When two spherical bubbles touch, a hole is formed in the fluid sheet between them, and capillary pressure acting on its tightly curved edge drives an outward radial flow which widens the hole joining the bubbles. Recent images of the early stages of this process (Paulsen et al., Nat. Commun., vol. 5, 2014) show that the radius of the hole
$r_{\!E}$
at time
$t$
grows proportional to
$t^{1/2}$
, and that the rate is dependent on the fluid viscosity. Here, we explain this behaviour in terms of similarity solutions to a third-order system of radial extensional-flow equations for the thickness and velocity of the sheet of fluid between the bubbles, and determine the growth rate as a function of the Ohnesorge number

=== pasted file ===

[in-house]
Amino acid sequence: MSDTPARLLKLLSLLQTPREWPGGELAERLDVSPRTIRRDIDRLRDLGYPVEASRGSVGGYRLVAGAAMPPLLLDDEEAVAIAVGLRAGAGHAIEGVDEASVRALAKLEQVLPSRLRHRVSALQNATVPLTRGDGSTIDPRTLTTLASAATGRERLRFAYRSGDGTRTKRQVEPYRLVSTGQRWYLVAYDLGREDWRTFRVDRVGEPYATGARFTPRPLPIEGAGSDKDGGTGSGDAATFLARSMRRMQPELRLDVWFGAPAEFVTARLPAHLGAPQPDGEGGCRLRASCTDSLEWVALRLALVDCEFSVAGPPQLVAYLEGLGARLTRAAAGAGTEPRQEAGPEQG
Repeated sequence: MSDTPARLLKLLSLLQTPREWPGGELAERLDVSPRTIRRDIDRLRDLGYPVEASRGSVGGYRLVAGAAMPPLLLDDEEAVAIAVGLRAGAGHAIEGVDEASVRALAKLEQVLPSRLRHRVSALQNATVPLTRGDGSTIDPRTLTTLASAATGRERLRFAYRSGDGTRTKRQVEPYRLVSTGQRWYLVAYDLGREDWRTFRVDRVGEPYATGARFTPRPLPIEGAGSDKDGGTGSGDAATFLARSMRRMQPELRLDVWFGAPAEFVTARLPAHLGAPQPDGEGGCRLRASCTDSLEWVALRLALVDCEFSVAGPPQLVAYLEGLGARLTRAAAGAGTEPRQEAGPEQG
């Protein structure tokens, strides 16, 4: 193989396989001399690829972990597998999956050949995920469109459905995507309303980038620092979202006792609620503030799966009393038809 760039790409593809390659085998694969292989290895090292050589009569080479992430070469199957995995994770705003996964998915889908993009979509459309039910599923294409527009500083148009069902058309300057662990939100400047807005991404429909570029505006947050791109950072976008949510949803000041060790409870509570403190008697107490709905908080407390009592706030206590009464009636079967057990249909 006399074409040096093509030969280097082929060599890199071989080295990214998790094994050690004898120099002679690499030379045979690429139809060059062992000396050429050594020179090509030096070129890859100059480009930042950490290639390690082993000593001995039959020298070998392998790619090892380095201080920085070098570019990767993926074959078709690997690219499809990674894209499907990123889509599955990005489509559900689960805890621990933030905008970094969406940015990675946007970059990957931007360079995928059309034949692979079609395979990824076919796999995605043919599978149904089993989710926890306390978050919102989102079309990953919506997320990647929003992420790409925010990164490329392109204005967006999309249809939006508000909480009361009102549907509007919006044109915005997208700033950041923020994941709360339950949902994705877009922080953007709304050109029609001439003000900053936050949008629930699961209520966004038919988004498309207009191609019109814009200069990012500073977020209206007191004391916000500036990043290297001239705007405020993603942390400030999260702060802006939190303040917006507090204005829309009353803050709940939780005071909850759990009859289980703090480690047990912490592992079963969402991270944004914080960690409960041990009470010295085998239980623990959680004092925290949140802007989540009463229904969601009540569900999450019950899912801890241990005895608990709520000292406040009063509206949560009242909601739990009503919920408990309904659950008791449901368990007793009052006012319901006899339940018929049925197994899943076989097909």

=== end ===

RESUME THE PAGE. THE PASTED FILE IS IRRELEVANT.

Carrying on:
$\mathit{Oh}$
. The initially quadratic sheet profile allows the ratio of viscous and inertial effects to be independent of time. We show that the sheet is slender for
$r_{\!E}\ll a$
if
$\mathit{Oh}\gg 1$
, where
$a$
is the bubble radius, but only slender for
$r_{\!E}\ll \mathit{Oh}^{2}a$
if
$\mathit{Oh}\ll 1$
due to a compressional boundary layer of length
$L\propto \mathit{Oh}\,r_{\!E}$
, after which there is a change in the structure but not the speed of the retracting sheet. For
$\mathit{Oh}\ll 1$
, the detailed analysis justifies a simple momentum-balance argument, which gives the analytic prediction
$r_{\!E}\sim (32a{\it\gamma}/3{\it\rho})^{1/4}t^{1/2}$
, where
${\it\gamma}$
is the surface tension and
${\it\rho}$
is the density.